Social conservatives who had backed Reagan soon became restless. On March 26, the Senate Majority leader, Howard Baker, said that he had agreed to keep social issues like abortion off the floor for a year so that senators could concentrate on Reagan’s economic program. Baker was promptly assailed by the favorite son of the right, Senator Jesse Helms. Asked about this deal in an interview with The Washington Post, Reagan sided with Baker. It was the last interview that Reagan would give for months, for he was shot by a would-be assassin on March 30, the bullet narrowly missing his heart. During his recovery, the White House trio of Ed Meese, James Baker and deputy chief of staff Michael Deaver, kept the administration focused tightly on economic recovery.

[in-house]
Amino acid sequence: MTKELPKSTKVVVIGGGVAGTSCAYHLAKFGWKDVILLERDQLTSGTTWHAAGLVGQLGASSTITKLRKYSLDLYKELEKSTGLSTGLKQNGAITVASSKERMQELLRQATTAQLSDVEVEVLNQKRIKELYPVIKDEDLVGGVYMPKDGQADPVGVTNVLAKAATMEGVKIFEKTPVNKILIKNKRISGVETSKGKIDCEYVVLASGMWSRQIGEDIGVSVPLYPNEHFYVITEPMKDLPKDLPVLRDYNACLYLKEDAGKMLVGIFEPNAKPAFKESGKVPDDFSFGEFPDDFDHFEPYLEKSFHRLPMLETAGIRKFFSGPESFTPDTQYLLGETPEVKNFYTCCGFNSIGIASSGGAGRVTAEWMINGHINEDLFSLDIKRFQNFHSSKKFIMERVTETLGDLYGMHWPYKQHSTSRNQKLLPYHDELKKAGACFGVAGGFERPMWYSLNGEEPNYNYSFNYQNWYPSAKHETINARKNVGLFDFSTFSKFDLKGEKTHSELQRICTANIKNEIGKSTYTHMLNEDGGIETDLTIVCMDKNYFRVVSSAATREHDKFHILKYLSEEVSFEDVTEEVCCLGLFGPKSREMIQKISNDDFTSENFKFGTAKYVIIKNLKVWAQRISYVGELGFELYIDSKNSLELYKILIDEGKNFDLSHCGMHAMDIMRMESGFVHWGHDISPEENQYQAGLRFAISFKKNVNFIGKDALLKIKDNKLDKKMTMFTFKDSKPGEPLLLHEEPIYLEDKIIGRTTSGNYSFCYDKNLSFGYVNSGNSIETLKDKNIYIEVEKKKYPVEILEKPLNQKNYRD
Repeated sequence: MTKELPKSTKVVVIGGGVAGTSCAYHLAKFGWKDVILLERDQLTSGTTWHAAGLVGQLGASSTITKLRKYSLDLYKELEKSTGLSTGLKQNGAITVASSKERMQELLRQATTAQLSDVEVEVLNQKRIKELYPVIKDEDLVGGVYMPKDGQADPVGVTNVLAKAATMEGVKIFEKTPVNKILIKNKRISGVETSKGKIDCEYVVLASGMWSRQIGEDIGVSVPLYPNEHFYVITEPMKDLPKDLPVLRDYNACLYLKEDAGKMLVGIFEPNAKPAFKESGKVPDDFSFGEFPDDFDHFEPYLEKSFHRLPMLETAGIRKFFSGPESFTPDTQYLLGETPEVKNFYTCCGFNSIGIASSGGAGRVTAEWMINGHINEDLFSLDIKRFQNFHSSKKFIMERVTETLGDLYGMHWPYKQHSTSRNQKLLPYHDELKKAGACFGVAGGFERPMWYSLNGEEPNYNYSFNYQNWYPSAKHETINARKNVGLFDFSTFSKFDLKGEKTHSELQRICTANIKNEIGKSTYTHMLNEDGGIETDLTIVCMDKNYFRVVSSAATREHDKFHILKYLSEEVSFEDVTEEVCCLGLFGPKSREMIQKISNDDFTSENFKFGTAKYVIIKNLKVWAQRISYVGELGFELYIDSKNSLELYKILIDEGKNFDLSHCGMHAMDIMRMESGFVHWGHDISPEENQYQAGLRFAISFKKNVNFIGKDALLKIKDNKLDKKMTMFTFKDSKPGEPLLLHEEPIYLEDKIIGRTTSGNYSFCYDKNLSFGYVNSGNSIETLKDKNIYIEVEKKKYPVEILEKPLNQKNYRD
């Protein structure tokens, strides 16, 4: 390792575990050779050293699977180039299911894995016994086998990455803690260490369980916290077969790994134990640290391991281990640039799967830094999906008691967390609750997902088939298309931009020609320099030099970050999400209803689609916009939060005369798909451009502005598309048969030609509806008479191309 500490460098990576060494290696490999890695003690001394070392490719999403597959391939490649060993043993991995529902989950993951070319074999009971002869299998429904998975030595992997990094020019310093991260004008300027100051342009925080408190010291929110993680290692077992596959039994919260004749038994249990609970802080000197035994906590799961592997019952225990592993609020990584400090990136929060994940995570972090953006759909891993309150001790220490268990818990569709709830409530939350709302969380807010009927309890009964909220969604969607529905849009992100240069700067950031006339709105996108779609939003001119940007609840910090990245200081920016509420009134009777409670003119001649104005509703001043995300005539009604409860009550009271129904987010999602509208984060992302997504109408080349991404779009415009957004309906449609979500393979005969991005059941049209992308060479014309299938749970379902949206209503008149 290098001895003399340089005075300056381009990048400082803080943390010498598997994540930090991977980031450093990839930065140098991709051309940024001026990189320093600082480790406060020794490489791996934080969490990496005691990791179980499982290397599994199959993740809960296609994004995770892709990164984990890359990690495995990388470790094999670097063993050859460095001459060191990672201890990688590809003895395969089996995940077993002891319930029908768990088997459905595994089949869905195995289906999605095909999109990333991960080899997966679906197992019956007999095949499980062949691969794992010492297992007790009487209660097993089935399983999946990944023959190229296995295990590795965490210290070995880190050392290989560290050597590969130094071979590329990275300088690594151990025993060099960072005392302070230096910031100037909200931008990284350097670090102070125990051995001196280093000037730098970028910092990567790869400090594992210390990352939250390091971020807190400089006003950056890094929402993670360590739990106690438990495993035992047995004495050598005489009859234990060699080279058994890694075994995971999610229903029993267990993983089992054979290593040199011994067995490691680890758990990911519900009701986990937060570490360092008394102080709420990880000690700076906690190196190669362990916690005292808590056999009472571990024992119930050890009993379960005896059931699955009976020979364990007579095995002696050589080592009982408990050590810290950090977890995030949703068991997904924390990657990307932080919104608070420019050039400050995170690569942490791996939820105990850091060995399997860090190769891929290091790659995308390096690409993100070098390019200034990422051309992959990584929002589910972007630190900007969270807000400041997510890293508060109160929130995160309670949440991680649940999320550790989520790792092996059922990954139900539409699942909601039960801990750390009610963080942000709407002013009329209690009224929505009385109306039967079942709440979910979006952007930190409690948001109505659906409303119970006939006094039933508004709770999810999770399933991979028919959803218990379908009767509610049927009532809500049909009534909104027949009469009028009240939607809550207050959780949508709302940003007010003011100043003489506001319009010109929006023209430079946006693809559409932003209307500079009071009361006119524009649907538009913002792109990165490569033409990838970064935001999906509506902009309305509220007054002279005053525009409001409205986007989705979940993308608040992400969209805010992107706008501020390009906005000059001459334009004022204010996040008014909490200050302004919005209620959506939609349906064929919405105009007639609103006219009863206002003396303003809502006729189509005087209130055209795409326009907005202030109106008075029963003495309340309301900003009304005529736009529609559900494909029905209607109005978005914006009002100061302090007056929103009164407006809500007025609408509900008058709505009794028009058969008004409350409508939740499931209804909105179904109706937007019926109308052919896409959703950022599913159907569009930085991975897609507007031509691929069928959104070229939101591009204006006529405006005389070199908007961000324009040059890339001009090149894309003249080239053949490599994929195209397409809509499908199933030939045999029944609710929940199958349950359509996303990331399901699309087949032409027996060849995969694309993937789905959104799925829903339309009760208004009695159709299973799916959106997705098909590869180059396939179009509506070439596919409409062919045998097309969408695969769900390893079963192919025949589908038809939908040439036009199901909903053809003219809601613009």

President Obama, in contrast to many Democrats, understands the nature of Reagan’s appeal. During the 2008 campaign he drew fire from the Clintons for calling Reagan a “transformative” president. In his book “The Audacity of Hope,” he wrote that Reagan’s appeal went beyond his skills as a communicator. “Reagan spoke to America’s longing for order,” Mr. Obama wrote, “our need to believe that we are not simply subject to blind, impersonal forces but that we can shape our individual and collective destinies, so long as we rediscover the traditional virtues of hard work, patriotism, personal responsibility, optimism and faith.” And he seems to have channeled more than Reagan’s oratory — President Obama’s decision to pull the family-planning provision out of the stimulus package nicely mirrors Reagan’s decision to hold off on abortion and other social issues.